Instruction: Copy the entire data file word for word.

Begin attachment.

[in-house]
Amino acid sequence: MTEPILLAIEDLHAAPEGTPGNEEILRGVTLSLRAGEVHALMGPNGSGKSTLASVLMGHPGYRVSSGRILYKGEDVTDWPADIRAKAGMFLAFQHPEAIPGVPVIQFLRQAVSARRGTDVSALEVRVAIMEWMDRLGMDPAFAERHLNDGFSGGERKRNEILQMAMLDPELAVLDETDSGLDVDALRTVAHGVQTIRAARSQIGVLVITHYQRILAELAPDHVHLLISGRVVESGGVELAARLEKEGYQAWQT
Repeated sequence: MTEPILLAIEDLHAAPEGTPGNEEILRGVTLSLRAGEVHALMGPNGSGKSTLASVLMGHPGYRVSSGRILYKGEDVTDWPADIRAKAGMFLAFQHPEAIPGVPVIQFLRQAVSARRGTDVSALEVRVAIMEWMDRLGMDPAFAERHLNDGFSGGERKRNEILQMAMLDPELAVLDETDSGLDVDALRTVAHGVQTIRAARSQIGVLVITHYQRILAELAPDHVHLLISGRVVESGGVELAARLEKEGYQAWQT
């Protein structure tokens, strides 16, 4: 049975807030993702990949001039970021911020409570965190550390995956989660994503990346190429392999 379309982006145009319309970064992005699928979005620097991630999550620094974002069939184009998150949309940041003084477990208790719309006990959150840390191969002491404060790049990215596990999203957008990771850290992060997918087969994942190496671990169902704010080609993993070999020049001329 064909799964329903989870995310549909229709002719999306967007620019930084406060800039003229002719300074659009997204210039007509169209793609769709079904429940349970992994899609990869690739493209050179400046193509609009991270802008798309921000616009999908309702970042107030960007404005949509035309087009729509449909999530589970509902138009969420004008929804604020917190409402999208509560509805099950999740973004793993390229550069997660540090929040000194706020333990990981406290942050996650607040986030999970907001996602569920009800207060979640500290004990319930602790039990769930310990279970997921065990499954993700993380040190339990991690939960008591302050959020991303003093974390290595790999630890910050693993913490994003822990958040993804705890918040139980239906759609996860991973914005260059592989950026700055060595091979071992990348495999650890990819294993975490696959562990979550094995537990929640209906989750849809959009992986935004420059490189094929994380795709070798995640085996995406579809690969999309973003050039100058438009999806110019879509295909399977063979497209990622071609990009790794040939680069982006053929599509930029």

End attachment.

[in-house]
Amino acid sequence: MTEPILLAIEDLHAAPEGTPGNEEILRGVTLSLRAGEVHALMGPNGSGKSTLASVLMGHPGYRVSSGRILYKGEDVTDWPADIRAKAGMFLAFQHPEAIPGVPVIQFLRQAVSARRGTDVSALEVRVAIMEWMDRLGMDPAFAERHLNDGFSGGERKRNEILQMAMLDPELAVLDETDSGLDVDALRTVAHGVQTIRAARSQIGVLVITHYQRILAELAPDHVHLLISGRVVESGGVELAARLEKEGYQAWQT
Repeated sequence: MTEPILLAIEDLHAAPEGTPGNEEILRGVTLSLRAGEVHALMGPNGSGKSTLASVLMGHPGYRVSSGRILYKGEDVTDWPADIRAKAGMFLAFQHPEAIPGVPVIQFLRQAVSARRGTDVSALEVRVAIMEWMDRLGMDPAFAERHLNDGFSGGERKRNEILQMAMLDPELAVLDETDSGLDVDALRTVAHGVQTIRAARSQIGVLVITHYQRILAELAPDHVHLLISGRVVESGGVELAARLEKEGYQAWQT
């Protein structure tokens, strides 16, 4: 049975807030993702990949001039970021911020409570965190550390995956989660994503990346190429392999 379309982006145009319309970064992005699928979005620097991630999550620094974002069939184009998150949309940041003084477990208790719309006990959150840390191969002491404060790049990215596990999203957008990771850290992060997918087969994942190496671990169902704010080609993993070999020049001329 064909799964329903989870995310549909229709002719999306967007620019930084406060800039003229002719300074659009997204210039007509169209793609769709079904429940349970992994899609990869690739493209050179400046193509609009991270802008798309921000616009999908309702970042107030960007404005949509035309087009729509449909999530589970509902138009969420004008929804604020917190409402999208509560509805099950999740973004793993390229550069997660540090929040000194706020333990990981406290942050996650607040986030999970907001996602569920009800207060979640500290004990319930602790039990769930310990279970997921065990499954993700993380040190339990991690939960008591302050959020991303003093974390290595790999630890910050693993913490994003822990958040993804705890918040139980239906759609996860991973914005260059592989950026700055060595091979071992990348495999650890990819294993975490696959562990979550094995537990929640209906989750849809959009992986935004420059490189094929994380795709070798995640085996995406579809690969999309973003050039100058438009999806110019879509295909399977063979497209990622071609990009790794040939680069982006053929599509930029």